|M.Sc Student||Valentin Ognev|
|Subject||Derivation of a Model to Analyze Propeller Flutter Including|
|Department||Department of Aerospace Engineering||Supervisor||Professor Emeritus Rosen Aviv|
|Full Thesis text - in Hebrew|
During the current research a new aeroelastic model of a propeller, that takes into account the aerodynamic interaction between the blades and their wakes, was developed. These phenomena are important in flutter problems of multibladed propellers.
In the first part of the research a system of second order, non linear, differential, equations of motion of the blades were developed. These equations included inertia, structural and aerodynamic contributions
Assuming further that the blades perform small harmonic vibrations superimposed on a steady basic axisymmetric state, the system of differential equations was converted into an eigenvalue problem. The solution of this eigenvalue problem defined the frequencies and stability of the various perturbation modes.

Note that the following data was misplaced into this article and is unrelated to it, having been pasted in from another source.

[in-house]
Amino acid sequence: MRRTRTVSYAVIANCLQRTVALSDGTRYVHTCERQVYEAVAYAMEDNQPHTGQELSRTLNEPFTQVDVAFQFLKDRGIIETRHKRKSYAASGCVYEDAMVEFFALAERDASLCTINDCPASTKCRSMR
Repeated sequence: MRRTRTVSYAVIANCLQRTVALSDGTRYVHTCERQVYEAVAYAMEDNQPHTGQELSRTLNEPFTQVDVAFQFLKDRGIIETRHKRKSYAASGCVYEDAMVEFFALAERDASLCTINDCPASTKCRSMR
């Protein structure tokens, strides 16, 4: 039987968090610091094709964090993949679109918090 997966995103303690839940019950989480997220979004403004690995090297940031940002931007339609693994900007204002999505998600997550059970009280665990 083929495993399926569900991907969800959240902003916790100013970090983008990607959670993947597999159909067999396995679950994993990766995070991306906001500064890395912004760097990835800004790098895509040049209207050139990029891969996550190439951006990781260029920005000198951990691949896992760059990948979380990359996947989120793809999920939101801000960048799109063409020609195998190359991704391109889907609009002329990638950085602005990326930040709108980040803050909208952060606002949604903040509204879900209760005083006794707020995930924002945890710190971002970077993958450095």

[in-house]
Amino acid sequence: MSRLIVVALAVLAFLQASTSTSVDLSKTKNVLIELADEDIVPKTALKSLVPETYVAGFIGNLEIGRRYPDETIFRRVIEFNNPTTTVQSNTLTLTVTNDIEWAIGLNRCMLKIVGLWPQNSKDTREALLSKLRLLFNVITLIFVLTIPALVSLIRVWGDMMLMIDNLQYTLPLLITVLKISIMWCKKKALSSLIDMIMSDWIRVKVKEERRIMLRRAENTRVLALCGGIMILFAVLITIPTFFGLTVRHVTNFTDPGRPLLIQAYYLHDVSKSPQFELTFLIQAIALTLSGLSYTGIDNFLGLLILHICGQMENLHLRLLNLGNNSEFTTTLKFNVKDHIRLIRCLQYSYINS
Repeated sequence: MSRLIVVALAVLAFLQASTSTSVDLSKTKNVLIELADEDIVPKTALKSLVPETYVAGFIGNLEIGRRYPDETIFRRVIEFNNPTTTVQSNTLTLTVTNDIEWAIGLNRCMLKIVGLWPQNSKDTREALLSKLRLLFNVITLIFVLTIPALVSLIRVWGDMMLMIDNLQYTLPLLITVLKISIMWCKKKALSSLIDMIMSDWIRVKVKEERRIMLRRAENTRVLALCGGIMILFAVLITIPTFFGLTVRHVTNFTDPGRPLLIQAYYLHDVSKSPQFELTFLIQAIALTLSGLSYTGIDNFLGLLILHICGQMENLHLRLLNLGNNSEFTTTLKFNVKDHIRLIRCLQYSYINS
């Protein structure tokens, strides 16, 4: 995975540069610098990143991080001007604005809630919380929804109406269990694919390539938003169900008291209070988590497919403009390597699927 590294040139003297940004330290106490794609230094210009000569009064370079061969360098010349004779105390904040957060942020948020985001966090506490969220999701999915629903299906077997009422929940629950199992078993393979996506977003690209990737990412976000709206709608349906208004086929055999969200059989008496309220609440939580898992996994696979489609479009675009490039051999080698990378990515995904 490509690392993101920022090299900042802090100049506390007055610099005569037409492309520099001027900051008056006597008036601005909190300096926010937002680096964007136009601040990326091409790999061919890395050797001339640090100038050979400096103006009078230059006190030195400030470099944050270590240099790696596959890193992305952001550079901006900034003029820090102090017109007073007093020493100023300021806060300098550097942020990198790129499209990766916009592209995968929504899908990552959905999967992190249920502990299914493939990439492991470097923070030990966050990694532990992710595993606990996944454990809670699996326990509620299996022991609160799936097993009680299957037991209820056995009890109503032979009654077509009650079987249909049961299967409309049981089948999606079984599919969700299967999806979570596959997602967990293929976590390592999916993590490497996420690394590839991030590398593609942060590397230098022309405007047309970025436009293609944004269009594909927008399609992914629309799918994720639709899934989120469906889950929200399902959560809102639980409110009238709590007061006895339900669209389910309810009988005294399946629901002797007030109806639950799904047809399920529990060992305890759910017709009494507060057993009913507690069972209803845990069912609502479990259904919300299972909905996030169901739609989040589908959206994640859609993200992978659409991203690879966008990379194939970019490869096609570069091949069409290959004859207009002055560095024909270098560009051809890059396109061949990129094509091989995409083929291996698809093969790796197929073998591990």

The aerodynamic loads that act along the blades at the steady state were calculated by the combined momentum/blade element theory.
The aerodynamic loads that act on the oscillating blades were calculated using various models. All these models assumed an inviscid fluid and included: Theodorsen model, Cascade models and Iosilevskii model.
These models were verified by comparing their results with test results of a single bladed propeller that had been carried out by NACA. The present calculations showed a fairly good agreement with the test results of bending and bending torsion flutter.
The last part of the research included the development of a simplified model having two degrees of freedom: flapping and torsion. The results of the simplified model were compared with results of the detailed model, after it was adjusted to represent the simple case.
The simplified model was used for a parametric study of the influence of various parameters on the blades’ stability. The results of various aerodynamic models were compared. It was shown that inter-blade influences reduce the blade stability as the number of blades is increased. The research also showed the importance of taking into account all the aerodynamic effects (shed and trailing vortices), which requires the use of three dimensional models.